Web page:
A recent case in Canada brought a lot of attention to a subject many drivers may not be aware of: heartburn and acid reflux can, in some cases, lead to dramatically inaccurate BAC readings. Though it might sound like some legal sleight of hand, the fact is acid reflux can result in demonstrated inaccuracies in alcohol breath tests.
The case that brought the issue to light happened in Ontario when a man was pulled over and found to have a BAC of 0.15 percent, this despite experts testifying that given his weight and the amount of alcohol he consumed that evening, his BAC should only have been 0.66 percent. A trial was held and expert witnesses were called, culminating in a judge deciding to dismiss the charges against the man, convinced that unabsorbed alcohol could have been pushed back into the man’s stomach due to his severe acid reflux which led to artificially high BAC readings.
You may be wondering, is this really true? Can acid reflux really lead to inaccurate BAC readings? Absolutely. Innocent people unfortunately have been arrested and wrongly prosecuted for driving under the influence all because they suffer from problems regarding stomach acid.
The way this works is that conditions such as GERD, acid reflux and heartburn cause undigested or partially digested stomach acids to regurgitate from your stomach into your mouth and throat. While this is uncomfortable for the person suffering from the condition, the legal significance of the health condition is that it can force undigested alcohol or alcohol vapors into a person’s mouth, thus leading to drastically higher alcohol readings than are actually the case.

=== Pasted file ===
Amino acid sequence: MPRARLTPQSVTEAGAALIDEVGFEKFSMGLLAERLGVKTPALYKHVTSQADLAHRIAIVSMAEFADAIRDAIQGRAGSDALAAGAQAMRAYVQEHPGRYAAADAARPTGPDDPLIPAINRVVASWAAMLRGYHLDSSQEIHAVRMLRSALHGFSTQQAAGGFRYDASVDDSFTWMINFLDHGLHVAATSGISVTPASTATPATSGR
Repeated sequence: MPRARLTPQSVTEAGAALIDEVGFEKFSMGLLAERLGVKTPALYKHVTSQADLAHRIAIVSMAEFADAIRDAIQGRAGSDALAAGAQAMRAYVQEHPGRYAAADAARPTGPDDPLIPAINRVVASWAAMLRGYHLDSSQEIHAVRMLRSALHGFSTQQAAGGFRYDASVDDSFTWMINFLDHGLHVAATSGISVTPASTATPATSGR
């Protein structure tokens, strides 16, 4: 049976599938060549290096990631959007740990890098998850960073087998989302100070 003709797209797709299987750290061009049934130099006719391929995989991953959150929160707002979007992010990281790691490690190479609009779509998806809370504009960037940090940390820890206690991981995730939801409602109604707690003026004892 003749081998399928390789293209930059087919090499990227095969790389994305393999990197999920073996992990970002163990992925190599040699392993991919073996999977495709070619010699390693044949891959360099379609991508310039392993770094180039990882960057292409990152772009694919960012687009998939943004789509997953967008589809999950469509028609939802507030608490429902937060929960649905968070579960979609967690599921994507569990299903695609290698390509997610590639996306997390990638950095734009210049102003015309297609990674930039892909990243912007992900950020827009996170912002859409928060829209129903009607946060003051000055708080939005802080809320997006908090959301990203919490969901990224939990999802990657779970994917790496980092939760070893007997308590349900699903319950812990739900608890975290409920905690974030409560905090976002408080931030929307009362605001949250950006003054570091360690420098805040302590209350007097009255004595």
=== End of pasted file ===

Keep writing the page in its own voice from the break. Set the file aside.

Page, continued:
In cases where a patient is suffering from acid reflux, the machines malfunction because, rather than testing the alcohol content of air in a person’s deep lungs, which does produce an accurate reading, the machine incorrectly reads a much higher level of alcohol due to the presence of the stomach acid and alcohol vapors in the person’s mouth.
These sorts of problems are serious concerns for people with severe conditions, but can also impact even those with relatively minor stomach acid disorders. Even someone with rare heartburn episodes could be in trouble if they’ve consumed an especially large, greasy or spicy meal along with some alcohol. If a breath test is conducted soon after, before the alcohol has had a chance to become fully digested, then inaccurate readings are possible. Some research has shown that in cases of acid reflux sufferers, a BAC reading can end up being four times higher than the actual number.
If you’ve had a run in with the law and find yourself in need of a Missouri DWI defense lawyer capable of aggressively protecting your interests, contact our St. Louis DWI law firm today at (314) 863-0500.
Source: “Ontario man uses acid-reflux defense to beat drunk driving charge,” by www.nationalpost.com.